health · Singapore

Ways to beat the haze. Well, actually just one – sustainability.

Are you loving the haze? Yes, I think NO ONE is.

In my last post, I wrote about caring for the environment.

Ever since the start of the haze this year, I have been reading more about palm oil. My interest in it started when we drove up to Trengganu, Malaysia in June for a holiday. I have not been to Trengganu for maybe 15 years, and I was surprised to see that rubber plantations have been overtaken by palm oil plantations for miles. And miles.

Not long after, on a flight descending into Changi International Airport, I was surprised to see remote pieces of land along the coast (I think it was Malaysia) with rows and rows of neatly planted palm oil. Everywhere. So I started to read up more.

And since there are many blog posts on how to beat the haze, which actually are more about how to avoid the haze, here’s a post on how really to get to the root of the problem.

To get an overview on the haze and palm oil, you can read about it on Wikipedia, head to the WWF (that’s World Wildlife Fund), or this website albeit written by a 19 year old boy. There is also the People’s Movement to Stop the Haze, which is full of information as well.

After you’ve read that, now you know that palm oil is not the problem, since it is a high yield product that makes better use of the land than other products. So boycotting products with palm oil in them, which ranges from toothpaste to food to furniture, isn’t a viable option.

The problem, rather, is the way that palm oil is being managed by humans. Unscrupulous deforestation for commercial profit and poor management of land has resulted in the worst haze for Singapore in history, but this is not just a problem that affects us. With rapid deforestation, the biodiversity and ecosystems are affected. You can read more about worldwide deforestation here, and more specifically regarding Indonesia, here.

Some people ask, why don’t farmers just stop the burning? Well, because it’s not as simple as that? Imagine yourself as a poor farmer, struggling to feed your family. Would you be interested in ensuring the habitat of orangutans, or finding money for food? Or even an official who relies on kickbacks?

So then what can we do? The Union of Concerned Scientists have also published their more American-centric 2015 Palm Oil Scorecard. They show clearly whether companies have a strong commitment to sustainable palm oil, or not, to help you make more informed choices.

For example,

Screen Shot 2015-10-14 at 9.57.34 pm

Nestle has been one of the highest rated packaged food manufacturers with a strong commitment to sustainable palm oil, so that means you can continue buying your Kit Kat, Milo, Maggi, and other Nestle products with peace of mind. Except this scoring has nothing to do with preservatives and too much sugar, so you’re on your own for that! 😀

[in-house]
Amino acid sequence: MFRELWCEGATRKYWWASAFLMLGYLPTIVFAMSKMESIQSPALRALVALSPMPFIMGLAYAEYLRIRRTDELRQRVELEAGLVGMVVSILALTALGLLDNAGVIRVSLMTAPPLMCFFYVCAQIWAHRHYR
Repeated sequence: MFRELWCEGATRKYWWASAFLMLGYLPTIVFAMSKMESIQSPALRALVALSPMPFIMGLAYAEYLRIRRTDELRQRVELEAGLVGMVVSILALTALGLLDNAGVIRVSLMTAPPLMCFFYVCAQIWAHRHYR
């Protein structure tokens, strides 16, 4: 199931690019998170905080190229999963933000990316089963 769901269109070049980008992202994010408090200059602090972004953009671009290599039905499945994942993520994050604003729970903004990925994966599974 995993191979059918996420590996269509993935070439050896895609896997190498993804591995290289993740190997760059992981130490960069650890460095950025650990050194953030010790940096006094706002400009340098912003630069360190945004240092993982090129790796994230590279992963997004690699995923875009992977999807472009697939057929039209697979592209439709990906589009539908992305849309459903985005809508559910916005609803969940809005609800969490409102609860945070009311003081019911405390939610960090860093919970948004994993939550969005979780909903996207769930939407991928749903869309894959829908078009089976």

WWF also work with RSPO, the Roundtable on Sustainable Palm Oil, is a certification body setting the standard of sustainable palm oil, and regularly publish scorecards of organisations. You can see the latest 2013 Palm Oil Buyers Scorecard here. RSPO have detractors, but I find their scorecards a simple way for consumers to understand which companies are headed in the right direction.

With knowledge comes power, and now that the people are more aware of sustainable palm oil, we are able to put pressure on manufacturers to move toward sustainable palm oil. The recent news of all the large supermarkets pulling products from a less responsible producer off their shelves is certainly a move in the right direction, and I hope to see more organisations following in the footsteps.

As for the farmers, well, money talks. If organisations insist and are willing to pay farmers to grow in a more sustainable manner, then slowly we will get there. In the meantime, keep calm and mask on. Literally!



P.s. As with everything you see on the Internet, please read everything with a pinch of salt. I read this article “Getting the facts right on Indonesia’s haze problems” with a little amusement. Perhaps he is right on the facts, but the author’s solutions, even from my very layman point of view, lack an understanding of local customs. Erecting billboards to counter corruption? Totally made me laugh 🙂


3 thoughts on “Ways to beat the haze. Well, actually just one – sustainability.

  1. As a very layman consumer, let’s take the example of Nestle and Milo. Even if Nestlé Milo is good to buy, we also know there are fake Nestle Milo in the market. And I doubt fake Milo cares much about using sustainable palm oil. And I have no way of differentiating real and fake milo on the shelves. All these issues just make me want to pull my hair out. I remember seeing the news that NTUC was removing products that did not use sustainbale palm oil from their shelves or something like that? I’m not trying to shirk from responsibility as a consumer, but to expect all consumers to go look up every single product they want to buy seems impractical. I hope the supermarket giants will do their part in filtering products they put on their shelves.


    1. Yes you are right. Some products are RSPO certified but I have never even seen the logo on any products (actually I haven’t gone to look out for it lah). Many of the large manufacturers, Nestle, Unilever, P&G are all heading towards sustainability and have the clout to pressure plantations. So buying their products are “safer” in a sense, and there is a wide range to choose from.

      NTUC removed all products from Asia Pulp & Paper whose subsidiaries are practicing irresponsible burning. They make Paseo tissue paper.

      I didn’t know there was fake Milo!!


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